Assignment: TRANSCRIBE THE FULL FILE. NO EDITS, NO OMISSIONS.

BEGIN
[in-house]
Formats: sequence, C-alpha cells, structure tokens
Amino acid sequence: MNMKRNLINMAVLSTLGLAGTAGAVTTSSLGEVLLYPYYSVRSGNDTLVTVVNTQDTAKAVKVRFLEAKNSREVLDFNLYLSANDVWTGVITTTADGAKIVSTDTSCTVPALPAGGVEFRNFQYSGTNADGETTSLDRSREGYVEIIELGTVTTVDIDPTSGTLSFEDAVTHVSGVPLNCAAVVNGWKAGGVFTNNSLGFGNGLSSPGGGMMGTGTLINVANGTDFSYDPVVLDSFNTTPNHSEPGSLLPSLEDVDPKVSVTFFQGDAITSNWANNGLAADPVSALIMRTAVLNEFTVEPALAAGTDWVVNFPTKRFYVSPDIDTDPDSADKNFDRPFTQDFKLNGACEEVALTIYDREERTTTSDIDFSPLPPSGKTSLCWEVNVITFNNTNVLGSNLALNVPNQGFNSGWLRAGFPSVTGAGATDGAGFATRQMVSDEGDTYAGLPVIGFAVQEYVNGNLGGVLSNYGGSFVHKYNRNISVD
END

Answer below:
[in-house]
Formats: sequence, C-alpha cells, structure tokens
Amino acid sequence: MNMKRNLINMAVLSTLGLAGTAGAVTTSSLGEVLLYPYYSVRSGNDTLVTVVNTQDTAKAVKVRFLEAKNSREVLDFNLYLSANDVWTGVITTTADGAKIVSTDTSCTVPALPAGGVEFRNFQYSGTNADGETTSLDRSREGYVEIIELGTVTTVDIDPTSGTLSFEDAVTHVSGVPLNCAAVVNGWKAGGVFTNNSLGFGNGLSSPGGGMMGTGTLINVANGTDFSYDPVVLDSFNTTPNHSEPGSLLPSLEDVDPKVSVTFFQGDAITSNWANNGLAADPVSALIMRTAVLNEFTVEPALAAGTDWVVNFPTKRFYVSPDIDTDPDSADKNFDRPFTQDFKLNGACEEVALTIYDREERTTTSDIDFSPLPPSGKTSLCWEVNVITFNNTNVLGSNLALNVPNQGFNSGWLRAGFPSVTGAGATDGAGFATRQMVSDEGDTYAGLPVIGFAVQEYVNGNLGGVLSNYGGSFVHKYNRNISVD